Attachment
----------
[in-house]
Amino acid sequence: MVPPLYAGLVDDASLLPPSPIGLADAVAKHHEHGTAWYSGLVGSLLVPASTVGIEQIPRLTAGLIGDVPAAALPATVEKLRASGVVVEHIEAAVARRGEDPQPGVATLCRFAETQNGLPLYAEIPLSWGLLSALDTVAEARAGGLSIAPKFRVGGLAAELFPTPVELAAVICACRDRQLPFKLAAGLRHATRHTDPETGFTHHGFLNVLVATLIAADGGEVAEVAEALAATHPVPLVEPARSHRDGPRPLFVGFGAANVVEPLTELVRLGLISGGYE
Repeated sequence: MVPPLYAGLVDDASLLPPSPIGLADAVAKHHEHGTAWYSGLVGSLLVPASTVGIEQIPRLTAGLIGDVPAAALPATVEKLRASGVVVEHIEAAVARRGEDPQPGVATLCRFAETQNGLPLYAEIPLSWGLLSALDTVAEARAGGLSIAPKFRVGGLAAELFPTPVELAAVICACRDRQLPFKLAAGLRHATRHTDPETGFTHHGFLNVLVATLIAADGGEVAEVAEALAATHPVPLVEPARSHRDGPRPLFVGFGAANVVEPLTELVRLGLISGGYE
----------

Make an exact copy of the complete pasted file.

[in-house]
Amino acid sequence: MVPPLYAGLVDDASLLPPSPIGLADAVAKHHEHGTAWYSGLVGSLLVPASTVGIEQIPRLTAGLIGDVPAAALPATVEKLRASGVVVEHIEAAVARRGEDPQPGVATLCRFAETQNGLPLYAEIPLSWGLLSALDTVAEARAGGLSIAPKFRVGGLAAELFPTPVELAAVICACRDRQLPFKLAAGLRHATRHTDPETGFTHHGFLNVLVATLIAADGGEVAEVAEALAATHPVPLVEPARSHRDGPRPLFVGFGAANVVEPLTELVRLGLISGGYE
Repeated sequence: MVPPLYAGLVDDASLLPPSPIGLADAVAKHHEHGTAWYSGLVGSLLVPASTVGIEQIPRLTAGLIGDVPAAALPATVEKLRASGVVVEHIEAAVARRGEDPQPGVATLCRFAETQNGLPLYAEIPLSWGLLSALDTVAEARAGGLSIAPKFRVGGLAAELFPTPVELAAVICACRDRQLPFKLAAGLRHATRHTDPETGFTHHGFLNVLVATLIAADGGEVAEVAEALAATHPVPLVEPARSHRDGPRPLFVGFGAANVVEPLTELVRLGLISGGYE